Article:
I love how arbitrary life is.
Someone makes a decision that doesn’t seem like that big a deal at the time, and it reverberates down through the ages like divine writ (which some people might argue it is.)
One science fiction writer traced his existence back to the fact his father — a barber in Poland — happened to be standing in line waiting to be executed in front of a firing squad at a certain time on a certain day.
As it happened, a German officer walking by just then said, “Oh, pull that man out of the line. He’s a good barber.”
If the German officer who strolled by then hadn’t valued a good haircut, the science fiction writer wouldn’t have been born.
Recently I met another man named Dixon who mentioned some family history I should research. I looked up a couple geneaology websites, and learned a few things about my distant ancestors.
See how many “could have gone either way” moments you can find.
The earliest-known mention of a variation on the name Dixon is "Filius Ricardi", a Latin reference to the son of a Scotsman named Richard Keith.
“Filius Ricardi” — whose dad was named Keith — was mentioned in a 1306 document from the reign of the Scottish king Robert Bruce. If naming standards had been a little different back then, I’d be “Joshua Keith.”
The earliest known person who actually went by a version of “Dixon” was Thomas Dicson — the “Filius Ricardi” of the document? — Laird of Hazelside and Symington, who was killed at a battle for Castle Douglas in 1307.
However, in those days peoples' last names weren't a nailed-down as they are today. Thomas Dicson also went by “Thomas Symington” from the name of the lands granted to him by King Robert.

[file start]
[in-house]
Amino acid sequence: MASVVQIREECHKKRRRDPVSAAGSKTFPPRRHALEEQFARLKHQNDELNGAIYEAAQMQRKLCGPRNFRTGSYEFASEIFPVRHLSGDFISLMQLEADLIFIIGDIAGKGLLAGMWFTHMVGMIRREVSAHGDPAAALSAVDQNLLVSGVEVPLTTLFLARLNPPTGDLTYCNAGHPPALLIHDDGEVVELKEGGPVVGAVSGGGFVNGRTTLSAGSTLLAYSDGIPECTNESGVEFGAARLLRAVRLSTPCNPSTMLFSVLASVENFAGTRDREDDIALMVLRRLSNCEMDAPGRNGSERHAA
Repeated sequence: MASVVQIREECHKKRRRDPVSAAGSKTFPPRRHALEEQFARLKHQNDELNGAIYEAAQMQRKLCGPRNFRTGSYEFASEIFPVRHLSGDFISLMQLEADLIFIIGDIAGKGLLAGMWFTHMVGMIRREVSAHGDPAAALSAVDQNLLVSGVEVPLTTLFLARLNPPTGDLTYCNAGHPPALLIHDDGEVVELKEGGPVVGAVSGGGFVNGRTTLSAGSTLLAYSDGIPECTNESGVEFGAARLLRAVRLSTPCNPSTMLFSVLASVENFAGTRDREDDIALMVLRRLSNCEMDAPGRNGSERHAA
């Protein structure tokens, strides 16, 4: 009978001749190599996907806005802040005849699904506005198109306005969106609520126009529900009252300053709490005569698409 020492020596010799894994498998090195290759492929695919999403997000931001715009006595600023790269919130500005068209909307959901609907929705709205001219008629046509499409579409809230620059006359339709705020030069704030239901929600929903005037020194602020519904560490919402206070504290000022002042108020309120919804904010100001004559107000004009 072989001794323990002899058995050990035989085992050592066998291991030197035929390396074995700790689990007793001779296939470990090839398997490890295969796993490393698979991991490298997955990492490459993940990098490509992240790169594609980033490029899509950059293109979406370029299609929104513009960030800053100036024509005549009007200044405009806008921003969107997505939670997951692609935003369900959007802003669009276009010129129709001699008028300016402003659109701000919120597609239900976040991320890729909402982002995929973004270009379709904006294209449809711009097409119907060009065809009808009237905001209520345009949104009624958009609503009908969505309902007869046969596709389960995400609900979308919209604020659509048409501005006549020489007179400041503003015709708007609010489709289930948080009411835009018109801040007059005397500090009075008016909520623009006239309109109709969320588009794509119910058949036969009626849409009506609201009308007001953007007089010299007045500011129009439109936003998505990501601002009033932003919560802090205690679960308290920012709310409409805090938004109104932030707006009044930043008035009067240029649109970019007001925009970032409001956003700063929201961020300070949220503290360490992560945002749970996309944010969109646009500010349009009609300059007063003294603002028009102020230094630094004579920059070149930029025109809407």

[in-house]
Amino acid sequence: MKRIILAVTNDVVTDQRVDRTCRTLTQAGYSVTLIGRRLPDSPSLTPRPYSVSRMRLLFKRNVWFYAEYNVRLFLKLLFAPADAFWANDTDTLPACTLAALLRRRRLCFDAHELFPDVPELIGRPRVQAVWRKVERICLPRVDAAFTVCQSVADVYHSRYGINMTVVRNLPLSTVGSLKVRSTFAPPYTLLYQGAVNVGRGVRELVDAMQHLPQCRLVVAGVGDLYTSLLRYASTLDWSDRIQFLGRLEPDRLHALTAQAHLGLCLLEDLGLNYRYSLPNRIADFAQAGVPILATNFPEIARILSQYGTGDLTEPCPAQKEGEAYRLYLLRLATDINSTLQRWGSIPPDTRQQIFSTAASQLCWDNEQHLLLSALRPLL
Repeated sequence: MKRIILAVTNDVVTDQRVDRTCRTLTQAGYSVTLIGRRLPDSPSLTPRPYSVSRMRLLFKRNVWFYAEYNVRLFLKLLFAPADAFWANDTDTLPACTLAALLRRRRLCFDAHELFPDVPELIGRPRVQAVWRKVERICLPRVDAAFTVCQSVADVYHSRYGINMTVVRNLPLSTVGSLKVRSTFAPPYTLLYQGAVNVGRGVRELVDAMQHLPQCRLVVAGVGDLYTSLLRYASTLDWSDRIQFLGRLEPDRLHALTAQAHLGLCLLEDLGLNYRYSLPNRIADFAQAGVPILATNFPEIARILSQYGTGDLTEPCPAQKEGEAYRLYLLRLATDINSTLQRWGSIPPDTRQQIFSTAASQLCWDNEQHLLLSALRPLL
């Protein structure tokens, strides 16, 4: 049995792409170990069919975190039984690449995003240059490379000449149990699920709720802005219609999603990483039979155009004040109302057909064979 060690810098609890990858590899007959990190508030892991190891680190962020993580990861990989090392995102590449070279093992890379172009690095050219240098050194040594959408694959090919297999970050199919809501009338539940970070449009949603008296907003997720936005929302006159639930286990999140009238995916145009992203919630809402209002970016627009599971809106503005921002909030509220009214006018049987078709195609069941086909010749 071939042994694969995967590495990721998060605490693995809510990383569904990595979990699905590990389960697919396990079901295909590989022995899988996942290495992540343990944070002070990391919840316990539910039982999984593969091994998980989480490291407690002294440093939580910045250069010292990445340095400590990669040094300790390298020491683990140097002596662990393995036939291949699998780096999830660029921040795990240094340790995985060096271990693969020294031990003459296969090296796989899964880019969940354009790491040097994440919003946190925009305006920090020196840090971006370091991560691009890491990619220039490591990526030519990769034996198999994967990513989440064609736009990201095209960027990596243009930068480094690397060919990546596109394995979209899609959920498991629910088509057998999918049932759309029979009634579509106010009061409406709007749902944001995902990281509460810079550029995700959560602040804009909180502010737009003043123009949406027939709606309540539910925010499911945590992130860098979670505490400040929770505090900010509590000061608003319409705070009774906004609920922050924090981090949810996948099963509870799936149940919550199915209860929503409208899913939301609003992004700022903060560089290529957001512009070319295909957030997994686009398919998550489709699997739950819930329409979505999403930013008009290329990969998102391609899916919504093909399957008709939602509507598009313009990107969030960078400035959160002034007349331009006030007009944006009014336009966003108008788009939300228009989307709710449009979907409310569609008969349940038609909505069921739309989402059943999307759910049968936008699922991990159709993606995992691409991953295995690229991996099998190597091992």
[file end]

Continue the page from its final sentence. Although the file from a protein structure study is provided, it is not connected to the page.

Thomas’ eldest son chose the name Symington, perhaps to really establish his connection to the lands he inherited. The wealth and castles were passed down through his descendants, the Symington family.
It would have been a younger son who chose to keep the Dicson last name, apparently because of a rift in the family.
If my family had descended from the older son, I’d be “Joshua Symington”, and I’d be among the heirs to the Symington lands in Scotland. Instead I’m descended from the younger son, and my family ended up as hillbillies in North Carolina.
Some more if-onlies:
If the younger son had chosen to go by his mother's maiden name instead — an option back then — I would today be “Joshua Douglas."
Page 2 of 2 - If my ancestors had come from the northern part of Scotland (the highlands) instead of the middle part (the lowlands), my name would be "MacDick" or "MacRichard".
Don’t get me started on where the name Joshua originated, or how my parents chose it. We’ll be here all day. It’s probably a miracle I’m not named Hernando Przybylinski by this point.